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So I have to find an interval (in the real numbers) such that it contains all roots of the following function: $$f(x)=x^5+x^4+x^3+x^2+1$$

I've tried to work with the derivatives of the function but it doesn't give any information about the interval, only how many possible roots the function might have.

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  • $\begingroup$ Note that $f(x)=(x + 1) (x^2 - x + 1) (x^2 + x + 1)$. $\endgroup$ – Thomas Ahle Jul 28 '17 at 18:35
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HINT: Determine how many real roots there are. If there is only one root, how big is the interval?

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Let $f(x)=x^5+x^4+x^3+x^2+1$.

Hence, $f'(x)=x(5x^3+4x^2+3x+2)$ and since $(5x^3+4x^2+3x+2)'=15x^2+8x+3>0$, we see that the polynomial $5x^3+4x^2+3x+2$ has one real root $x_1$ and this root is negative.

Thus, $x_{min}=0$ and $x_{max}=x_1$.

But $f(0)>0$, which say that $f$ has an unique real root and since $$f(-1.25)f(-1.24)<0,$$ we get that this root placed in $(-1.25,-1.24)$.

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Note that $$ f(x) = x^5+x^4+x^3+x^2+1 = (x + 1)(x^4 + x^2) + 1. $$

Now try answering some question about $f(x)$ for numbers that are relatively easy to work with:

Can $f(x)$ be zero if $x > 0$? Can $f(x)$ be zero if $x < 0$?

Can $f(x)$ be zero if $x > -1$? Can $f(x)$ be zero if $x < -1$?

Can $f(x)$ be zero if $x > -2$? Can $f(x)$ be zero if $x < -2$?

If you haven't found an interval by this time, you can try other numbers.

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EDITED for correct function.

$f(x) = 1+x^2+x^3+x^4+x^5$ is positive for x>0.

So consider $x < 0$:

One can write $f(x) = (1+x^2)(1+x^3) + x^4$ which is positive at least for $(1+x^3) >0$, i.e. $x > -1$.

$f'(x) = 2x+3x^2+4x^3+5x^4 = x(2+3x)+x^3(4+5x)$ so this is positive at least for $x < -4/5 $ since then all terms are positive.

This means that $f(x) = 0$ can only happen at $x < -1$ and since $f(x)$ is rising there, we have that there can only be one real root, which is at $x < -1$.

Now this root can be further locked in. Observing e.g. that $f(-1.5) = -85/32 <0$, we can give an interval for the root at (-1.5 , -1). This can obviously be improved, knowing that there is only one real root and that f(x) is monotonously increasing in this interval.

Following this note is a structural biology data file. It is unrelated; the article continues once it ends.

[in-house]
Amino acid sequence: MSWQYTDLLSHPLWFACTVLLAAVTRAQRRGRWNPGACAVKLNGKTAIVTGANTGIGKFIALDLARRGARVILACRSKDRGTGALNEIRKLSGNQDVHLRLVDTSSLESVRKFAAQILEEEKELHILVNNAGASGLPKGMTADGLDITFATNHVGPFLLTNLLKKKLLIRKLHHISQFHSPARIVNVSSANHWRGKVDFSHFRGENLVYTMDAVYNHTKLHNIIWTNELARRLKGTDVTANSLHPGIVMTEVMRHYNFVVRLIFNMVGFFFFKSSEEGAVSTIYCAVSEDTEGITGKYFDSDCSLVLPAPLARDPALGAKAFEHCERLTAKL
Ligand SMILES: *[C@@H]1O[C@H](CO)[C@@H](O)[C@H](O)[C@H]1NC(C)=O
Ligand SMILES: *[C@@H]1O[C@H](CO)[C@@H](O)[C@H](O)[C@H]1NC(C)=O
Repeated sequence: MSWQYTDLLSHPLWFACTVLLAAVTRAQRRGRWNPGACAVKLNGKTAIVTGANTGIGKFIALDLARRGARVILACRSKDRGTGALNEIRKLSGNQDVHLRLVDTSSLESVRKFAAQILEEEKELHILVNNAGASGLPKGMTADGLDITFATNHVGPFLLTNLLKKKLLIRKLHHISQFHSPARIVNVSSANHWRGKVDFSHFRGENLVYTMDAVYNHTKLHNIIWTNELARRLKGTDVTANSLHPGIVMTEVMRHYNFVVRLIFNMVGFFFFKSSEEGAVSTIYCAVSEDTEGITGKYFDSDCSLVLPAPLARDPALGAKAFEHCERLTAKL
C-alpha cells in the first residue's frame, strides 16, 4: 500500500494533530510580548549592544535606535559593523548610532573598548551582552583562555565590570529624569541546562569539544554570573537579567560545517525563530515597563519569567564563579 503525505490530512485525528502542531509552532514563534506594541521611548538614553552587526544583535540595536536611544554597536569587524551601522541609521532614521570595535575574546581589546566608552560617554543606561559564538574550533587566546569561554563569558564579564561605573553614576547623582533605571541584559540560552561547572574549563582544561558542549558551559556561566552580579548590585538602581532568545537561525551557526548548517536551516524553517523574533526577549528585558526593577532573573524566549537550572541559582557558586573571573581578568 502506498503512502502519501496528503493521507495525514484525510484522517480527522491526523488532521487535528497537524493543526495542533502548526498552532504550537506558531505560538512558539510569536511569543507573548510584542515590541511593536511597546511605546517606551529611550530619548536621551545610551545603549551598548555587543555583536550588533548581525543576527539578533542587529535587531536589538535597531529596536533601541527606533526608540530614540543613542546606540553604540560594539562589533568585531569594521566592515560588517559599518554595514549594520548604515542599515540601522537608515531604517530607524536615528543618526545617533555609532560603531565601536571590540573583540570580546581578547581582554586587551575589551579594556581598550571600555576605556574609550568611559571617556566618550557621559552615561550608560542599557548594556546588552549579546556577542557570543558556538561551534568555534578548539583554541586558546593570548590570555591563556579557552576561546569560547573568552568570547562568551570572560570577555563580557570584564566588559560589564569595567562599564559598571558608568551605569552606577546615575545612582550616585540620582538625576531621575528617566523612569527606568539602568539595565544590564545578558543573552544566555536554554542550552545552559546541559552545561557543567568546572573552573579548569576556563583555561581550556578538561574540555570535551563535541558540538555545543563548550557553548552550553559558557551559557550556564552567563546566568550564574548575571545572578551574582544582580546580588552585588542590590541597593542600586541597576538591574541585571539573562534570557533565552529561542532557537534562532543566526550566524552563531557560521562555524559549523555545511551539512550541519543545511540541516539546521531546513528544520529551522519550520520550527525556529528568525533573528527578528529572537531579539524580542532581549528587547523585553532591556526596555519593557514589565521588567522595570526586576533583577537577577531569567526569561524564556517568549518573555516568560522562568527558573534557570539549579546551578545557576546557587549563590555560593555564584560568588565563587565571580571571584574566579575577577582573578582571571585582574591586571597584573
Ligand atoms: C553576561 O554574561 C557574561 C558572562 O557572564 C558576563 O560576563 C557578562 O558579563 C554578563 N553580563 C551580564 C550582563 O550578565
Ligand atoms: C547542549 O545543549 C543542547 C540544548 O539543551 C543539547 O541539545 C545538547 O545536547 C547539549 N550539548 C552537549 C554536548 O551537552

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  • $\begingroup$ But it isn't the same function. You have one more x $\endgroup$ – user2550495 Jul 28 '17 at 18:01
  • $\begingroup$ The polynomial in the question is $$x^5+x^4+x^3+x^2+1$$ $\endgroup$ – Sahiba Arora Jul 28 '17 at 18:01
  • $\begingroup$ @user2550495 Thanks! (My fault). I gave a solution for the correct function. $\endgroup$ – Andreas Jul 28 '17 at 18:29
  • $\begingroup$ @SahibaArora Thanks! (My fault). I gave a solution for the correct function. $\endgroup$ – Andreas Jul 28 '17 at 18:29
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Can you find a positive number $N$ such that $N^5>N^4+N^3+N^2+1$? If $|z|\ge N$ then one cannot have $z^5=-z^4-z^3-z^2-1$.

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HINT: observe that

$$\lim_{x\to +\infty}f(x)=+\infty,\qquad\lim_{x\to -\infty}f(x)=-\infty$$

and

$$\lim_{x\to \pm\infty}\frac{4x^4}{x^5}=0$$

Thus exists some $\alpha>1$ such that $$|x^5|>|4x^4|>| x^4+x^3+x^2+1|$$

when $x>\alpha$ or $x<-\alpha$.

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The common factoring formula $x^n-1=(x-1)(x^{n-1}+x^{n-2}+ \cdots + x^2+1)$ tells us that your $f(x)$ is equivalent to $g(x)=\dfrac {x^6-1}{x-1}$ as long as $x \not = 1$. Setting $g(x)=0$ yields $x^6-1=0$. Clearly the only real solutions to this are $\pm1$. But only $-1$ is a zero of $g$ and of $f$, so $f$ has only one real zero.

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